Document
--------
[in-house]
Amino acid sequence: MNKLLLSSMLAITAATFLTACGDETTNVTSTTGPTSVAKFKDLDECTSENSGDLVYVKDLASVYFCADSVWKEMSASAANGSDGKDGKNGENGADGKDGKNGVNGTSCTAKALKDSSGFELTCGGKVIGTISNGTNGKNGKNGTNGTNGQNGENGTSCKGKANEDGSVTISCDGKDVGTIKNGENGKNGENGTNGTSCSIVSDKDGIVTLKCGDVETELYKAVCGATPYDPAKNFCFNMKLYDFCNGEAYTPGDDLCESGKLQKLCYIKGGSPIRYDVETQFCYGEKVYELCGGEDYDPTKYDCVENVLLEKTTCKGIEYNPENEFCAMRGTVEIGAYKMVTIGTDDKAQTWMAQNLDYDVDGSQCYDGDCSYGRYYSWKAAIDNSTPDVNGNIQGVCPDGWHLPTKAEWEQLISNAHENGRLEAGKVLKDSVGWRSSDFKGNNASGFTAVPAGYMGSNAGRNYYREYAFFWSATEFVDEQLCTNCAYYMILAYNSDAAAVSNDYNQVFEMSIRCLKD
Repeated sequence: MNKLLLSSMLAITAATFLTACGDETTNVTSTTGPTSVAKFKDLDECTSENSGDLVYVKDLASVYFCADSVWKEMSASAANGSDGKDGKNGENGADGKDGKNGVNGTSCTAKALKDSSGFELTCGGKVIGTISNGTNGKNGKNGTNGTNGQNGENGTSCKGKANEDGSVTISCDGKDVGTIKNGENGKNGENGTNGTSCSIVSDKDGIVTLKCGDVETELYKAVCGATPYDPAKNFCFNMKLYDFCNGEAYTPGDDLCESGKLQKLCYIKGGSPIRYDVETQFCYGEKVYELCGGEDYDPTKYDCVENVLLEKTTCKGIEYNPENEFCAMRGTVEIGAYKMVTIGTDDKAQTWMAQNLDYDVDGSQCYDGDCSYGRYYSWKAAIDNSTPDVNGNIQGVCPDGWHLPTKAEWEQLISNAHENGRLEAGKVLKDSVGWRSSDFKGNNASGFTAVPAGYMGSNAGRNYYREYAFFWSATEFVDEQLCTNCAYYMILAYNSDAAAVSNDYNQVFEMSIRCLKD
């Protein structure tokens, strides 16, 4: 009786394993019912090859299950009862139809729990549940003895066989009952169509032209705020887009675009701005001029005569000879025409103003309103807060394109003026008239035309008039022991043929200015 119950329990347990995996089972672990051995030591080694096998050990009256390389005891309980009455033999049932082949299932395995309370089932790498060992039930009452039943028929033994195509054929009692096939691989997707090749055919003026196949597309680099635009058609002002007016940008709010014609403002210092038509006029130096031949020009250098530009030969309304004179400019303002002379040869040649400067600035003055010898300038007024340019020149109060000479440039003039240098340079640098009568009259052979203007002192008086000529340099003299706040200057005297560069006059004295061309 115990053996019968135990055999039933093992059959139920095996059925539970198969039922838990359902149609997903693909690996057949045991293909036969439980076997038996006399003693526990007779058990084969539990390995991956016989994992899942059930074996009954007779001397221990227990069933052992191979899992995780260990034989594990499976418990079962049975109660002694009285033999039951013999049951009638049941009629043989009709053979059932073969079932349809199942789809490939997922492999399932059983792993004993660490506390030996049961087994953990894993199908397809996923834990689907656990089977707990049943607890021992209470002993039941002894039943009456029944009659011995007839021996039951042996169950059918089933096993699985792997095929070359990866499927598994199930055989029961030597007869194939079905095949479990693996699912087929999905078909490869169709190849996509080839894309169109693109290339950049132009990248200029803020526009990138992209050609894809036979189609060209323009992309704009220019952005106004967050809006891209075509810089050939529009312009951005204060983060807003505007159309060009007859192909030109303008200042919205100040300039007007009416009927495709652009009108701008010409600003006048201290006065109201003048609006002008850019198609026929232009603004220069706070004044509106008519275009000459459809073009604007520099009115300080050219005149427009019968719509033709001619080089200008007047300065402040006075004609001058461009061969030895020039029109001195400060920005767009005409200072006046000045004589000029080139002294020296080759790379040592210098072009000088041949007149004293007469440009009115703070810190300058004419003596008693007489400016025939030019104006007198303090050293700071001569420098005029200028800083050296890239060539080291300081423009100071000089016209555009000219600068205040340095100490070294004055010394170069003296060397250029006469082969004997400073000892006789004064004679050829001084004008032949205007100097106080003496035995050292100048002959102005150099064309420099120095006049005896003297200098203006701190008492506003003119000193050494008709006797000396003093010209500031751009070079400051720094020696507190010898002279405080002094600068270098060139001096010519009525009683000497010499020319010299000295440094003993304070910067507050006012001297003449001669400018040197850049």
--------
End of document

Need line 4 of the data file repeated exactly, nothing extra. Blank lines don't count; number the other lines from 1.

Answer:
């Protein structure tokens, strides 16, 4: 009786394993019912090859299950009862139809729990549940003895066989009952169509032209705020887009675009701005001029005569000879025409103003309103807060394109003026008239035309008039022991043929200015 119950329990347990995996089972672990051995030591080694096998050990009256390389005891309980009455033999049932082949299932395995309370089932790498060992039930009452039943028929033994195509054929009692096939691989997707090749055919003026196949597309680099635009058609002002007016940008709010014609403002210092038509006029130096031949020009250098530009030969309304004179400019303002002379040869040649400067600035003055010898300038007024340019020149109060000479440039003039240098340079640098009568009259052979203007002192008086000529340099003299706040200057005297560069006059004295061309 115990053996019968135990055999039933093992059959139920095996059925539970198969039922838990359902149609997903693909690996057949045991293909036969439980076997038996006399003693526990007779058990084969539990390995991956016989994992899942059930074996009954007779001397221990227990069933052992191979899992995780260990034989594990499976418990079962049975109660002694009285033999039951013999049951009638049941009629043989009709053979059932073969079932349809199942789809490939997922492999399932059983792993004993660490506390030996049961087994953990894993199908397809996923834990689907656990089977707990049943607890021992209470002993039941002894039943009456029944009659011995007839021996039951042996169950059918089933096993699985792997095929070359990866499927598994199930055989029961030597007869194939079905095949479990693996699912087929999905078909490869169709190849996509080839894309169109693109290339950049132009990248200029803020526009990138992209050609894809036979189609060209323009992309704009220019952005106004967050809006891209075509810089050939529009312009951005204060983060807003505007159309060009007859192909030109303008200042919205100040300039007007009416009927495709652009009108701008010409600003006048201290006065109201003048609006002008850019198609026929232009603004220069706070004044509106008519275009000459459809073009604007520099009115300080050219005149427009019968719509033709001619080089200008007047300065402040006075004609001058461009061969030895020039029109001195400060920005767009005409200072006046000045004589000029080139002294020296080759790379040592210098072009000088041949007149004293007469440009009115703070810190300058004419003596008693007489400016025939030019104006007198303090050293700071001569420098005029200028800083050296890239060539080291300081423009100071000089016209555009000219600068205040340095100490070294004055010394170069003296060397250029006469082969004997400073000892006789004064004679050829001084004008032949205007100097106080003496035995050292100048002959102005150099064309420099120095006049005896003297200098203006701190008492506003003119000193050494008709006797000396003093010209500031751009070079400051720094020696507190010898002279405080002094600068270098060139001096010519009525009683000497010499020319010299000295440094003993304070910067507050006012001297003449001669400018040197850049």